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Susie Ibarra & Mark Dresser - Tone Time

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Artist: Susie Ibarra & Mark Dresser

Album: Tone Time

Label: Wobbly Rail

Review date: Feb. 16, 2004

In the realm of the more mainstream sectors of avant jazz, Susie Ibarra is a relative newcomer. Her recorded debut, less than 10 years ago, came on the 1995 disc Flowers Grow in My Room, by William Parker’s Little Huey Creative Music Orchestra. It was another year before she began recording in smaller groups, and it wasn’t until 1998 that Ibarra played on a single record whose spine bore her name (Drum Talk with Denis Charles). Still, despite what, in the context of the storied New York scene, could be described as Ibarra’s limited time as a recording artist, she’s managed to play with an impressive list of collaborators, including fellow New Yorker Mark Dresser. Dresser, a staple of New York’s avant jazz family, has been performing since 1972, playing bass with John Zorn, Anthony Braxton, Tim Berne, Gerry Hemingway, and others. Tone Time isn’t the first recorded meeting between Ibarra and Dresser (they collaborated with Eugene Chadbourne and Joe Morris on 2000’s Pain Pen), but it is the first document of the two playing in a duo setting.

As “Protone” begins, Ibarra swiftly and smoothly lays a rhythm beneath Dresser’s playing, the first of many instances in which the level of unspoken communication between Ibarra and Dresser seems so clear and seamless that it’s hard to believe that the two haven’t spent decades on stage together. Both are consistently versatile, especially Dresser, who seems to always find a new way in which to coax sounds from his instrument, but the abundance of variety in the techniques of each player rarely leads to mixed signals or tangents in opposite directions. Ibarra’s rhythms, when utilized, are nearly perfect accompaniment to Dresser’s bass, whether he’s plucking a melodic rhythm of his own or using extended technique to enter more abstract realms.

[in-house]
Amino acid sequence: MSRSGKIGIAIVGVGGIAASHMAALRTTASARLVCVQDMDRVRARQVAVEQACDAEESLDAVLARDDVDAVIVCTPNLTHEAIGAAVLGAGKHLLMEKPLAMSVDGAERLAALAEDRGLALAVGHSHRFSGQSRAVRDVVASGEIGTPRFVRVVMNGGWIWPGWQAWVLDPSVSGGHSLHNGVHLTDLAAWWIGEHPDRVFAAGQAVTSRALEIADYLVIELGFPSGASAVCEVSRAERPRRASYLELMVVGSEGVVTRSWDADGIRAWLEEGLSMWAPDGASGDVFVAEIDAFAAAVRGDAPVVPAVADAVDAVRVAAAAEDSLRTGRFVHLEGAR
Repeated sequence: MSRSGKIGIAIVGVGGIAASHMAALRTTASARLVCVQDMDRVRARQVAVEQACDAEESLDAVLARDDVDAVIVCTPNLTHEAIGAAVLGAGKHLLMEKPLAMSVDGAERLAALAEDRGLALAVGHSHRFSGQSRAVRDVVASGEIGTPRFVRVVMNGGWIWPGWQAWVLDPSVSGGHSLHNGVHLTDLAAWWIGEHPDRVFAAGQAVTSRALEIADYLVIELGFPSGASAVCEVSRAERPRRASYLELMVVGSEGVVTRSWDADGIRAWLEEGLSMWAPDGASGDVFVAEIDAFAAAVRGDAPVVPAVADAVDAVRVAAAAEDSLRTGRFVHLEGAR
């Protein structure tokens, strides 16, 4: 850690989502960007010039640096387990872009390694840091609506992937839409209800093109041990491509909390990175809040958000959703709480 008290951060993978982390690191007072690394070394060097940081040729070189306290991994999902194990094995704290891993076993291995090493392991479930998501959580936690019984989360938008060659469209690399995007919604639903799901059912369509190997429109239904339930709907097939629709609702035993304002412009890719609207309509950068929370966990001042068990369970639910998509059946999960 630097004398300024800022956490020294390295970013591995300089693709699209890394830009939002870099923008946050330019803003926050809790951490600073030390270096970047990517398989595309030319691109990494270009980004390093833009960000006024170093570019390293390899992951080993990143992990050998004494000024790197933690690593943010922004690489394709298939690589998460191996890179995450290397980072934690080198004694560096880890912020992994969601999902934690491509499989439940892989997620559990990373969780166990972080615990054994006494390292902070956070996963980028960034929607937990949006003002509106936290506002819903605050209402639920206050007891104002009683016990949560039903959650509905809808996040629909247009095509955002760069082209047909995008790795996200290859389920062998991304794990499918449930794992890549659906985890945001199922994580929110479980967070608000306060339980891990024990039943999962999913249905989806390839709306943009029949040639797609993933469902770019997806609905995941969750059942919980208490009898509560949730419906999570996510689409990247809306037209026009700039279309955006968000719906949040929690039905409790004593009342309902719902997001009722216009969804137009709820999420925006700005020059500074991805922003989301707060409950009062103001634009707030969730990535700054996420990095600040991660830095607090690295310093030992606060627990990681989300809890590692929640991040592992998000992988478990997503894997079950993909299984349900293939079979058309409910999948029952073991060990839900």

The recording is equally pleasing when the musicians embrace space and silence instead of dexterity; though it’s easy to long for the buoyant exuberance of the more rhythmic material, the duo’s more reserved side displays an astute sense of composition and communication all its own. In these pieces, Ibarra reaches deep into her cornucopia of small percussion implements, using beads, gongs, and other traditional and non-traditional means. Dresser, throughout, never seems to use the same voice twice, and, like a master linguist, is an expert in any of the languages he chooses to use, whether bowing long, tender phrases, tapping out elastic shuffles on his instrument’s neck, or plucking a catchy, toe-tapping beat.

Given the jazz community’s proclivity to mix and match its players and the duo’s collection of mutual friends, it seems as though it was only a matter of time before Ibarra and Dresser met in a setting such as this. And considering the seamlessness with which they pull off Tone Time, it’s not hard to imagine these two continuing to play together for years to come.

By Adam Strohm

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